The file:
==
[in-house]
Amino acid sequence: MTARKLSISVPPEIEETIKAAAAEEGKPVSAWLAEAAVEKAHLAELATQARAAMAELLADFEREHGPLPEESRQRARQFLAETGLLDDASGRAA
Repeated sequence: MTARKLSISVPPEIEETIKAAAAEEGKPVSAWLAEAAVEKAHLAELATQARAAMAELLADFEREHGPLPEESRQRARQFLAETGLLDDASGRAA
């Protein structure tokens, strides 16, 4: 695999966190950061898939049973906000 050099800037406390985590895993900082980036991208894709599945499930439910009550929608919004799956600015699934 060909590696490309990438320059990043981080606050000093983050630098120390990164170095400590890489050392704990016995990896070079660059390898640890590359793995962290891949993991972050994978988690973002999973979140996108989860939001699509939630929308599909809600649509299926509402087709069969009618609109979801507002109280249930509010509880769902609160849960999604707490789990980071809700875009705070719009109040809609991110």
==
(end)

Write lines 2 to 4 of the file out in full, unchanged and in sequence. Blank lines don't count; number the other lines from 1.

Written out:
Amino acid sequence: MTARKLSISVPPEIEETIKAAAAEEGKPVSAWLAEAAVEKAHLAELATQARAAMAELLADFEREHGPLPEESRQRARQFLAETGLLDDASGRAA
Repeated sequence: MTARKLSISVPPEIEETIKAAAAEEGKPVSAWLAEAAVEKAHLAELATQARAAMAELLADFEREHGPLPEESRQRARQFLAETGLLDDASGRAA
């Protein structure tokens, strides 16, 4: 695999966190950061898939049973906000 050099800037406390985590895993900082980036991208894709599945499930439910009550929608919004799956600015699934 060909590696490309990438320059990043981080606050000093983050630098120390990164170095400590890489050392704990016995990896070079660059390898640890590359793995962290891949993991972050994978988690973002999973979140996108989860939001699509939630929308599909809600649509299926509402087709069969009618609109979801507002109280249930509010509880769902609160849960999604707490789990980071809700875009705070719009109040809609991110």